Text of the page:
Authors: Yuki Kato*, Georgetown University
Topics: Food Systems, Urban Geography
Keywords: urban agriculture, green policy, social innovation, social entrepreneurialism
Session Type: Paper
Start / End Time: 11:10 AM / 12:25 PM
Room: Plaza Court 8, Sheraton, Concourse Level
Presentation File: No File Uploaded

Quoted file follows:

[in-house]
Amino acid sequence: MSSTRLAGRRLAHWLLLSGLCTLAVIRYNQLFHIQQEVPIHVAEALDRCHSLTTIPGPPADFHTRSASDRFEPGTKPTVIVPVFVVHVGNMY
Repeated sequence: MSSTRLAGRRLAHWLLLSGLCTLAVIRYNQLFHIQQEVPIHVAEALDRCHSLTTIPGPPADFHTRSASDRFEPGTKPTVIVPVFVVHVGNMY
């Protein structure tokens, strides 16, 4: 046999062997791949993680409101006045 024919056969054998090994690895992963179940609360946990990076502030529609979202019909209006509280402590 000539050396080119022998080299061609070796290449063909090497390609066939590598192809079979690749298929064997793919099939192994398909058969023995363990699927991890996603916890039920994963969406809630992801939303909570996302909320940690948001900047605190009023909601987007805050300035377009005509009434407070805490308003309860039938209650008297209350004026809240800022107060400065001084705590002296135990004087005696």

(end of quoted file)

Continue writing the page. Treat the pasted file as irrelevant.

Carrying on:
With urban agriculture gaining popularity across North America, cities are increasingly implementing policies that are supportive of growing food in the city. These policies tend to reinforce, rather than challenge, the neoliberal urbanism through the framing of the practice as a form of social innovation that promotes entrepreneurialism and private (not public) solutions to social problems. However, to what extent these policies and structural support for urban agriculture actually This paper draws from the two case studies from New Orleans, LA, and Washington, DC, and explores the alignments and disconnects between urban agricultural policies and the practices on the ground, with a specific focus on entrepreneurial cultivation projects. In-depth interviews with the growers in these cities reveal that they have more complex views of their practices and roles. Many enter urban agriculture with a set of social missions in hopes of solve a range of social and environmental issues, from food insecurity, ecological sustainability, environmental injustice, and community organizing. Nevertheless, many growers face challenges in enacting their missions into practice, despite the expansion of structural opportunities and the public support for urban agriculture. The paper highlights the types of challenges commonly experienced by social entrepreneurial urban agricultural projects, and identifies where the current policies fail to effectively alleviate these challenges.